22. 22. Could GCA be due to an infection? • Univ of Utah group tested 10 patients with biopsy-proven GCA for a strain of Burkholderia Pseudomallei (BP) in the TABx and serum. 9/10 were positive, 2/2 with negative TABx were neg for BP and 16/16 controls were negative for BP. • They then cultured BP from serum and TABx specimens of 4 positive patients and found that BP activated dendritic cells and macrophages to produce multinucleated giant cells in vitro, the pathognomonic finding in a TABx.
  23. 23. What is Burkholderia Pseudomallei? • BP causes melioidosis, aka Whitmore’s disease. • A tropical infection seen in SE Asia and northern Australia. Most common in rice farmers • Found in contaminated soil and water • Signs and symptoms, usually <2-4 weeks after exposure: cough, fever, headache, anorexia, abdominal pain, joint and muscle pain (similar to GCA symptoms but not vision loss) • BP septicemia fatal in 90% if untreated, 50% with antibiotics – CDC, 2012
  24. 24. DeDomenico I, Koenig C, Katz B, et al. A murine model of GCA: infection with a BP-like strain treated with steroids and antibiotics. Platform presentation, Feb 2012, NANOS meeting
  25. 25. Burkholderia Pseudomallei: gram negative, aerobic, motile, rod-shaped bacterium
  26. 26. DeDomenico I, Koenig C, Katz B, et al. A murine model of GCA: infection with a BP-like strain treated with steroids and antibiotics. Platform presentation, Feb 2012, NANOS meeting (LPS: lipopolysaccharide)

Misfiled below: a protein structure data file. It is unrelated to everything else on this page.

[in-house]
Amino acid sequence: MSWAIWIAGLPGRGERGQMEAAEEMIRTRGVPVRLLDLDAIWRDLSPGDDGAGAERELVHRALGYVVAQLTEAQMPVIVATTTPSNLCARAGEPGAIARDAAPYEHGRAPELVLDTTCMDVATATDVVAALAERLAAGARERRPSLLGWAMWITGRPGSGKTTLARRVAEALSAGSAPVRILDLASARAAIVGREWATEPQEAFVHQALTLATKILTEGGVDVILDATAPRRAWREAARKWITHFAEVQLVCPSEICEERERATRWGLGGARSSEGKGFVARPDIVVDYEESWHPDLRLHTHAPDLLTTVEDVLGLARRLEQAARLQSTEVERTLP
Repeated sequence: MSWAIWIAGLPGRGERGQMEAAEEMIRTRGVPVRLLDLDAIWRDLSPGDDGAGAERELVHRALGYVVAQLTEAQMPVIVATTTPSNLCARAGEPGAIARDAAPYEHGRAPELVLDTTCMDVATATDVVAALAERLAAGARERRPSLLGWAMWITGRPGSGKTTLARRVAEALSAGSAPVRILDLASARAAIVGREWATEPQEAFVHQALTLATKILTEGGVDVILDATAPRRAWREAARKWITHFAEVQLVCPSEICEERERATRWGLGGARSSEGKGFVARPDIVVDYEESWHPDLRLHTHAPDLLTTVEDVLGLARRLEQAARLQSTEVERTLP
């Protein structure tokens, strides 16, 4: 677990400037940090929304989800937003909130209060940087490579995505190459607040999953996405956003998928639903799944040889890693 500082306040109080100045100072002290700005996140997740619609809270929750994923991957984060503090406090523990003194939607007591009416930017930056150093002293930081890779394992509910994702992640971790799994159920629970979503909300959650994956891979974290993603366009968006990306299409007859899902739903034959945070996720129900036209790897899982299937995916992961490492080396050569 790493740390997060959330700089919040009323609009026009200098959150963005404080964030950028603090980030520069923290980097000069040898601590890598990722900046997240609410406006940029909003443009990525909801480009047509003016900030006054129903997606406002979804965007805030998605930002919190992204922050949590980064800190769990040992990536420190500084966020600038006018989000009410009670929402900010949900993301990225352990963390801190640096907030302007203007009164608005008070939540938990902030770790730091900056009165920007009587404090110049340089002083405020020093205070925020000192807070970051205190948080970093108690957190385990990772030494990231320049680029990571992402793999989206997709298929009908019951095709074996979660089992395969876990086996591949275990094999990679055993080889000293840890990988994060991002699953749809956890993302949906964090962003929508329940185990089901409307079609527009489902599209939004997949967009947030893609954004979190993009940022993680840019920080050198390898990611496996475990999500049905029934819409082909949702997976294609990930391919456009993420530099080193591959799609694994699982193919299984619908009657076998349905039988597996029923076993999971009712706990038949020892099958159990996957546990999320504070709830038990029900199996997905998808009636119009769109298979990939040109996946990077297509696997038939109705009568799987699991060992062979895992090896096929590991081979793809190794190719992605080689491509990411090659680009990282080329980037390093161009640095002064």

27. 27. Antibiotics for GCA? • A murine model of BP induced GCA: • 24 mice received intraperitoneal injection of BP – 6 then received steroids alone – 6 received steroids and minocycline – 6 received minocycline alone – 6 received no therapy
  28. 28. Antibiotics for GCA? • 6/6 untreated mice became ill, 3/6 died <30 hrs • 4/6 treated with minocycline alone survived >30 hrs • 5/6 treated with steroids alone survived >30 hrs • 6/6 treated with steroids and minocycline survived >30 hrs • At necropsy, the control and steroid treated mice had extensive bacterial burden, the minocycline treated mice did not.
  29. 29. • Could the relationship between the BP bacteria and GCA be similar to the relationship between H. pylori infection and peptic ulcer disease? • Rheumatologists have used minocycline for many years to treat RA and lupus based on anecdotal evidence. Perhaps they were treating an unknown bacterial infection that stimulated the immune system to attack the joints in RA.